Welch said Ricardo wanted to leave a lasting legacy for his country and give young people opportunities he has received.
Belinda Salazar, operations director for the organization, said work on marketing plans continues with a large database of students who want to enroll. She said 10 buildings are under construction now, four residence hall buildings will be added next year and a second academic building will be added in year three to support a projected 5,000 students.
Chancellor Search Update
Welch said the search for a chancellor at A-State is under way. Applications will be accepted through mid-April, and finalists will be brought to campus in May. The goal is to hire a chancellor by June 1.
“[Interim Chancellor] Doug Whitlock has done a phenomenal job,” Welch added. “He has tremendous perspective, has been a calming influence and is a great asset to me.”
NYITCOM at A-State
The New York Institute of Technology College of Osteopathic Medicine at A-State “continues to exceed what we dreamed,” Welch said. “NYIT has had a tremendous response with a large number of Arkansans enrolled.”
He thanked the Delta Regional Authority and Federal Co-Chairman Chris Masingill for a recent $200,000 grant that will help create a Delta-based medical residency consortium. “DRA has been a major help. They provided funding for the feasibility study and now supporting the development of residencies.”
In other presentations, A-State Chancellor Doug Whitlock noted that a new joint poultry science program between Arkansas State and the University of Arkansas is the first academic agreement between state’s two largest universities.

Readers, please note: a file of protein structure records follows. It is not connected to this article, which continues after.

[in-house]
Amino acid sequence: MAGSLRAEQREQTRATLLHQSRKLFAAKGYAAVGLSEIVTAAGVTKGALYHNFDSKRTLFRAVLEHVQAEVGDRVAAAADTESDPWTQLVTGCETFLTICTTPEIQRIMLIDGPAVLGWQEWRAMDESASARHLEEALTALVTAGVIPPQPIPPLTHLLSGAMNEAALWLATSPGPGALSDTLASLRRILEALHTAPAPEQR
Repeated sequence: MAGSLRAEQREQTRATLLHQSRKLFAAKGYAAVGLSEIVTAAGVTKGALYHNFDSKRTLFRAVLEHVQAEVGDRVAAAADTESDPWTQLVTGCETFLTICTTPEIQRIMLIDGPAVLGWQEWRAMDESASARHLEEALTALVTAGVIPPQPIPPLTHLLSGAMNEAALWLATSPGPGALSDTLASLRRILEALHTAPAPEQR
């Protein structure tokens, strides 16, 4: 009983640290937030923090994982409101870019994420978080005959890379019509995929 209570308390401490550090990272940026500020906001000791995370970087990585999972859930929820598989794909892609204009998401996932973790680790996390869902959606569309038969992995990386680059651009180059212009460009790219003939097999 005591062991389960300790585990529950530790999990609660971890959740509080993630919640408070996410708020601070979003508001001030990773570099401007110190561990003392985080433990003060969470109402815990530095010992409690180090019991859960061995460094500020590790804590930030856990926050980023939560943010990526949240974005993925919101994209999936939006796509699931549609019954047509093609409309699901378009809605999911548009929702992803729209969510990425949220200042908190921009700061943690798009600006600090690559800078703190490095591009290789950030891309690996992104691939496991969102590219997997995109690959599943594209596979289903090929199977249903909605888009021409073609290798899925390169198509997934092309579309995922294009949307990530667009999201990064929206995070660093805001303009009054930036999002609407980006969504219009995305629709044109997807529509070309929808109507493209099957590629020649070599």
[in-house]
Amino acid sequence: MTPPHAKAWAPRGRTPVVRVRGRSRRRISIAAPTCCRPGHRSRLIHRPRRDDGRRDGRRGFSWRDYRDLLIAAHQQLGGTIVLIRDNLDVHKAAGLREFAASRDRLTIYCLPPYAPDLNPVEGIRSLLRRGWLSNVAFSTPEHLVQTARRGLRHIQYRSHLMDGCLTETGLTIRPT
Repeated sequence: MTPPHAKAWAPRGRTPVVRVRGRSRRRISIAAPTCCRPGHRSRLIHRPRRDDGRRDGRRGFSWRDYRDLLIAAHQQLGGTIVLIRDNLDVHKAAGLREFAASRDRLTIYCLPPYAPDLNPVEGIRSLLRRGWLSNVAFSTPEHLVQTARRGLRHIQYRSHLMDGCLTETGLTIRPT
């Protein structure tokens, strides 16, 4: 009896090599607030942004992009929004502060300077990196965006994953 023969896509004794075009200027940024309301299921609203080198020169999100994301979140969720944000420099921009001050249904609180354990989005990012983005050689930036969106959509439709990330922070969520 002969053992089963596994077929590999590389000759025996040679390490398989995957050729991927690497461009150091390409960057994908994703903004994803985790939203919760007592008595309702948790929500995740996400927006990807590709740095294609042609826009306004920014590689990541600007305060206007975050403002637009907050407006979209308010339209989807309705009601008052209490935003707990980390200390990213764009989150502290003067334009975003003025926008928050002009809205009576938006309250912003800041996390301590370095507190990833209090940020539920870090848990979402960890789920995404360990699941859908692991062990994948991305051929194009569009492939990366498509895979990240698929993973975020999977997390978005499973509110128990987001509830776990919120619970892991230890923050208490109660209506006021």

Chancellor Karla Fisher of ASU-Beebe said her campus’s watch word is “efficiency” to keep higher education affordable for students. Several administrative positions have been eliminated during a restructuring process.
ASU-Newport has implemented the first phase of a new campus management software system and is preparing for a reaccreditation visit by the Higher Learning Commission, Chancellor Sandra Massey told trustees.
In other business, the Board:
• Conferred the designation Trustee Emeritus to Howard Slinkard of Rogers, who served on the ASU Board from 2007-2017, including two terms as chairman.
• Adopted a resolution to name the U.S. Supreme Court Associate Justice Antonin Scalia Criminal Justice Institute at ASU-Mountain Home. Scalia, who died in February 2016 after 30 years on the court, visited the campus in 2015 and participated in criminal justice programs.
• Approved a Board of Visitors policy that allows each campus to form informal entities that may provide input to the Board of Trustees. Candidates for the first ASU-Beebe Board of Visitors were also approved, including Howard Chapin, Hazel Dickey, Butch Rice, Buck Lane, Cathy Oeff, Felipe Barahona and Diane Tiner Logan.
•Adopted revisions to the staff handbook regarding the Sexual Discrimination Policy and Sexual Discrimination Grievance Procedure. The changes expand personnel who are mandatory sexual discrimination reporters and give the Title IX coordinator more time to investigate complaints.
• Approved establishment of the Arkansas State University-Mountain Home STEM (Science, Technology, Engineering and Mathematics) Academy, which will facilitate high school students who want to take concurrent college courses.
Following an executive session, the Board approved several academic and non-academic appointments.